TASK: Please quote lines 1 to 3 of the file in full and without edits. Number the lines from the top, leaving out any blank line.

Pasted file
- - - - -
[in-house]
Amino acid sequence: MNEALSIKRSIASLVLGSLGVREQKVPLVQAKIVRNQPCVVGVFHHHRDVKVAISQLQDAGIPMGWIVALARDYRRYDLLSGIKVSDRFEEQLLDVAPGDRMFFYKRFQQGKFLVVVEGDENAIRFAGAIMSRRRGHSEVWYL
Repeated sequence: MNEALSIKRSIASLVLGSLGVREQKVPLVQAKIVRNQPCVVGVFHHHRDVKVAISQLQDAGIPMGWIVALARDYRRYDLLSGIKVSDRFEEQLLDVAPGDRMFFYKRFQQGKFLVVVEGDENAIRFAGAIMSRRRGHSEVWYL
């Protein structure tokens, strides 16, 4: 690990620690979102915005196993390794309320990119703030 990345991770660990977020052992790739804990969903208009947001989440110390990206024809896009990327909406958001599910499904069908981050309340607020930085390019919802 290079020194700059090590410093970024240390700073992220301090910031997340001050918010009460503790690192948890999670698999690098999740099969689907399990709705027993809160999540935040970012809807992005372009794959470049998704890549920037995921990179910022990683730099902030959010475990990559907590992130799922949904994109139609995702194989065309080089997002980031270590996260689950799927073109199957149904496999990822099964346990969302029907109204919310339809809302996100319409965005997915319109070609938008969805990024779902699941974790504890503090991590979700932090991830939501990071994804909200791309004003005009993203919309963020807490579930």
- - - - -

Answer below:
[in-house]
Amino acid sequence: MNEALSIKRSIASLVLGSLGVREQKVPLVQAKIVRNQPCVVGVFHHHRDVKVAISQLQDAGIPMGWIVALARDYRRYDLLSGIKVSDRFEEQLLDVAPGDRMFFYKRFQQGKFLVVVEGDENAIRFAGAIMSRRRGHSEVWYL
Repeated sequence: MNEALSIKRSIASLVLGSLGVREQKVPLVQAKIVRNQPCVVGVFHHHRDVKVAISQLQDAGIPMGWIVALARDYRRYDLLSGIKVSDRFEEQLLDVAPGDRMFFYKRFQQGKFLVVVEGDENAIRFAGAIMSRRRGHSEVWYL